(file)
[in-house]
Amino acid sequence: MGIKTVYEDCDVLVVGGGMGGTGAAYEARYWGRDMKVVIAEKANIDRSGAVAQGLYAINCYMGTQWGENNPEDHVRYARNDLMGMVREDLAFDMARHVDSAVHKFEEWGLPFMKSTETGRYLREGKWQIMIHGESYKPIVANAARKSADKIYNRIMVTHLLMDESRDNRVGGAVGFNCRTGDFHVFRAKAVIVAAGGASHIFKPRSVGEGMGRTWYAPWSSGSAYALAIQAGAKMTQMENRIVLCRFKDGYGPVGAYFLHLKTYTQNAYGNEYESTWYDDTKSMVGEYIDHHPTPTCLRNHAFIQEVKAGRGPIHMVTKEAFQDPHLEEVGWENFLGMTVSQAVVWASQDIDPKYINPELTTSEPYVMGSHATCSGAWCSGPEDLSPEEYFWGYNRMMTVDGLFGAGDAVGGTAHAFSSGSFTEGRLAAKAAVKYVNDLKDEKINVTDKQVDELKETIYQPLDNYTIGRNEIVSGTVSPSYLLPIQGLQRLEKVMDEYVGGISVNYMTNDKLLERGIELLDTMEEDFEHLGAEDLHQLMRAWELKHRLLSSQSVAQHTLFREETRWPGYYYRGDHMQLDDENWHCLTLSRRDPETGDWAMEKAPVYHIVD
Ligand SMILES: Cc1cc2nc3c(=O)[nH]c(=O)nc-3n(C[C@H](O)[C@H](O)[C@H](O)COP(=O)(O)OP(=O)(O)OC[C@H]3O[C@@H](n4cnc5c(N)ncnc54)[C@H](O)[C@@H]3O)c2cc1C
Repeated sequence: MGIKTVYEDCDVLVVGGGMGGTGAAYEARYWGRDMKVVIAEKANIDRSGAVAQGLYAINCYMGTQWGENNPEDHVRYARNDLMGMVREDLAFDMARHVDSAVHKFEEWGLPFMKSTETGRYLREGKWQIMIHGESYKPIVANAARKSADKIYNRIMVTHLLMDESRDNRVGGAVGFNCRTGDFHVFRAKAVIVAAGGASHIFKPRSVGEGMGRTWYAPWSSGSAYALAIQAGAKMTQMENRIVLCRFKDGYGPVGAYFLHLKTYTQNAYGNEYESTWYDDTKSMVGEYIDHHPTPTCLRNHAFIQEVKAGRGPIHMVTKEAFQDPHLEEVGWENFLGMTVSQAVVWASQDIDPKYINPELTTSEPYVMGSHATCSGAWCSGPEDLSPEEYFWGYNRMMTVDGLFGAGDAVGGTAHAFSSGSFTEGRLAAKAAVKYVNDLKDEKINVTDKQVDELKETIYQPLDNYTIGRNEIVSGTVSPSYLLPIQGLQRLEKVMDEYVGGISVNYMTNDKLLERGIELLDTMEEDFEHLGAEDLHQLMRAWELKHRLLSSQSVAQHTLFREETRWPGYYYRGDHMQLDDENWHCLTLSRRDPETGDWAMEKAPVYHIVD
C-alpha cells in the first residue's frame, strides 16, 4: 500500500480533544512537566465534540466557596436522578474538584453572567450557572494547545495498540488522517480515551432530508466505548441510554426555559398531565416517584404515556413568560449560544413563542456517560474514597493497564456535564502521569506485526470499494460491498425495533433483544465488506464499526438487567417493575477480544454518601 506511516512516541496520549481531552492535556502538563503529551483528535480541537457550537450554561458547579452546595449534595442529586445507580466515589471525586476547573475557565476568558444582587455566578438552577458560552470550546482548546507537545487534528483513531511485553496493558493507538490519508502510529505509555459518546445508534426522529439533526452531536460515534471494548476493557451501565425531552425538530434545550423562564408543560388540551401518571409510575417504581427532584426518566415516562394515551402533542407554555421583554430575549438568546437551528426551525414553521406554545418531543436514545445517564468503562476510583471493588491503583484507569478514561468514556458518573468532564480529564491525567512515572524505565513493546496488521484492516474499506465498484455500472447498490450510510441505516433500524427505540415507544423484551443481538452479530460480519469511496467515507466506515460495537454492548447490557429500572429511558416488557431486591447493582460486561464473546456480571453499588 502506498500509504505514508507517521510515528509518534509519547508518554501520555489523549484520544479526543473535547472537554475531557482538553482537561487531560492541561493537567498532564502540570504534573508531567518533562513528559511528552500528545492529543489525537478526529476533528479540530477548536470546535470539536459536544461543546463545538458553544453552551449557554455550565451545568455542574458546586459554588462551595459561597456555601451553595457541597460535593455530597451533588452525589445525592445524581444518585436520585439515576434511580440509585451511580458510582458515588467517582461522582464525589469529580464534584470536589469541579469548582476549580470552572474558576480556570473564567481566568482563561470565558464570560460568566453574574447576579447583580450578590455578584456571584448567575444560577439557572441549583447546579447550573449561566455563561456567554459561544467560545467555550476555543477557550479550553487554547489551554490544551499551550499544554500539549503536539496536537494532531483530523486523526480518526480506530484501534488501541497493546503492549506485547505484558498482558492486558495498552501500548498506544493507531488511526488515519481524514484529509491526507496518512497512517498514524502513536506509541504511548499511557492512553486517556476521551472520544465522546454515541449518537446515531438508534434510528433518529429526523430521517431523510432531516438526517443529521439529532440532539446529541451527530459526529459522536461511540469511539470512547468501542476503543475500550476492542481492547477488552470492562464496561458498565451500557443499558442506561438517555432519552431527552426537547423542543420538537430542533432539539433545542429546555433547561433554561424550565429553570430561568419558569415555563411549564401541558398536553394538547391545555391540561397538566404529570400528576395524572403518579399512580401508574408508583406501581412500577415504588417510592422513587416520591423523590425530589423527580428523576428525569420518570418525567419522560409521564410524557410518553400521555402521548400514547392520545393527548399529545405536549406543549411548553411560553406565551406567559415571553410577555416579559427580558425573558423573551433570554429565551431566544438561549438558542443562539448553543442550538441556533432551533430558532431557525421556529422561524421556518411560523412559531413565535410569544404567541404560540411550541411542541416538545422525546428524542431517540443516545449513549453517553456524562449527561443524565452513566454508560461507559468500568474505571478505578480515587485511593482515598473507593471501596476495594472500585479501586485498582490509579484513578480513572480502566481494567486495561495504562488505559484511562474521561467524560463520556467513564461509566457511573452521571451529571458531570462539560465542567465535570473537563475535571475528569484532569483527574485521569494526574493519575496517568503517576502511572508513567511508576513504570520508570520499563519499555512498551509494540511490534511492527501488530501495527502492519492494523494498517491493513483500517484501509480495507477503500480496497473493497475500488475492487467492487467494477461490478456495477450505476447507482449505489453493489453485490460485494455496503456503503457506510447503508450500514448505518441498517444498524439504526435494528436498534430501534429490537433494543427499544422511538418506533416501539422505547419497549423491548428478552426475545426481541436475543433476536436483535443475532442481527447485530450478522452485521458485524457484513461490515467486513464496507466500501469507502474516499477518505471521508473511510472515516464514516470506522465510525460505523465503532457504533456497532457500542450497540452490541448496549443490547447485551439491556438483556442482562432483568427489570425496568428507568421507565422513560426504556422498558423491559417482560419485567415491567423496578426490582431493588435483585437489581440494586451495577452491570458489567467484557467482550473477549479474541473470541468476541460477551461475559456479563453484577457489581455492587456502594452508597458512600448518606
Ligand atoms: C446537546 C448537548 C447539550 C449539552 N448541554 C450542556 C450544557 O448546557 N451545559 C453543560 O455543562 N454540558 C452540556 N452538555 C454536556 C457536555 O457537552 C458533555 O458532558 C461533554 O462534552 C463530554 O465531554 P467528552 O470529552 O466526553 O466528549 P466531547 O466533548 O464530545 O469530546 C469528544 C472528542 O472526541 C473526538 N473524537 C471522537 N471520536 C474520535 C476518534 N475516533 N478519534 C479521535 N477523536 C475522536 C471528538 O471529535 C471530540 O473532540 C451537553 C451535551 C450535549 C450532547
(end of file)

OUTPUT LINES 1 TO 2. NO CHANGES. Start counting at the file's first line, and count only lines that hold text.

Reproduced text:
[in-house]
Amino acid sequence: MGIKTVYEDCDVLVVGGGMGGTGAAYEARYWGRDMKVVIAEKANIDRSGAVAQGLYAINCYMGTQWGENNPEDHVRYARNDLMGMVREDLAFDMARHVDSAVHKFEEWGLPFMKSTETGRYLREGKWQIMIHGESYKPIVANAARKSADKIYNRIMVTHLLMDESRDNRVGGAVGFNCRTGDFHVFRAKAVIVAAGGASHIFKPRSVGEGMGRTWYAPWSSGSAYALAIQAGAKMTQMENRIVLCRFKDGYGPVGAYFLHLKTYTQNAYGNEYESTWYDDTKSMVGEYIDHHPTPTCLRNHAFIQEVKAGRGPIHMVTKEAFQDPHLEEVGWENFLGMTVSQAVVWASQDIDPKYINPELTTSEPYVMGSHATCSGAWCSGPEDLSPEEYFWGYNRMMTVDGLFGAGDAVGGTAHAFSSGSFTEGRLAAKAAVKYVNDLKDEKINVTDKQVDELKETIYQPLDNYTIGRNEIVSGTVSPSYLLPIQGLQRLEKVMDEYVGGISVNYMTNDKLLERGIELLDTMEEDFEHLGAEDLHQLMRAWELKHRLLSSQSVAQHTLFREETRWPGYYYRGDHMQLDDENWHCLTLSRRDPETGDWAMEKAPVYHIVD